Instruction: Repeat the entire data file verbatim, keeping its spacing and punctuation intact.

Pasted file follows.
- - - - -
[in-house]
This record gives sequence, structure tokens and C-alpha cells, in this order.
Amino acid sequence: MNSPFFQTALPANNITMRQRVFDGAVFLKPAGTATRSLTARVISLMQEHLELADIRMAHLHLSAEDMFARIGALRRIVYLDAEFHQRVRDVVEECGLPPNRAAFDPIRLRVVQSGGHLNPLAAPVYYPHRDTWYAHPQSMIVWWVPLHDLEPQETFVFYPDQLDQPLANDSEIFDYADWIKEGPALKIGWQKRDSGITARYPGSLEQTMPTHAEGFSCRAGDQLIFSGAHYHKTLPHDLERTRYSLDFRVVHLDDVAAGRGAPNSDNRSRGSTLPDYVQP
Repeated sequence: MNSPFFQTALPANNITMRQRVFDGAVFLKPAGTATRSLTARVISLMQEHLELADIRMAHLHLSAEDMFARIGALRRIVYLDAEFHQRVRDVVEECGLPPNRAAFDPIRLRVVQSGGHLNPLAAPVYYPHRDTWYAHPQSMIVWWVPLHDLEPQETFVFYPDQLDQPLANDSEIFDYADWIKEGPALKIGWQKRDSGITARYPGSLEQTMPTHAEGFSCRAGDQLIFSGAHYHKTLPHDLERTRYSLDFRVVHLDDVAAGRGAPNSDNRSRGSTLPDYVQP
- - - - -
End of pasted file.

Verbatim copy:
[in-house]
This record gives sequence, structure tokens and C-alpha cells, in this order.
Amino acid sequence: MNSPFFQTALPANNITMRQRVFDGAVFLKPAGTATRSLTARVISLMQEHLELADIRMAHLHLSAEDMFARIGALRRIVYLDAEFHQRVRDVVEECGLPPNRAAFDPIRLRVVQSGGHLNPLAAPVYYPHRDTWYAHPQSMIVWWVPLHDLEPQETFVFYPDQLDQPLANDSEIFDYADWIKEGPALKIGWQKRDSGITARYPGSLEQTMPTHAEGFSCRAGDQLIFSGAHYHKTLPHDLERTRYSLDFRVVHLDDVAAGRGAPNSDNRSRGSTLPDYVQP
Repeated sequence: MNSPFFQTALPANNITMRQRVFDGAVFLKPAGTATRSLTARVISLMQEHLELADIRMAHLHLSAEDMFARIGALRRIVYLDAEFHQRVRDVVEECGLPPNRAAFDPIRLRVVQSGGHLNPLAAPVYYPHRDTWYAHPQSMIVWWVPLHDLEPQETFVFYPDQLDQPLANDSEIFDYADWIKEGPALKIGWQKRDSGITARYPGSLEQTMPTHAEGFSCRAGDQLIFSGAHYHKTLPHDLERTRYSLDFRVVHLDDVAAGRGAPNSDNRSRGSTLPDYVQP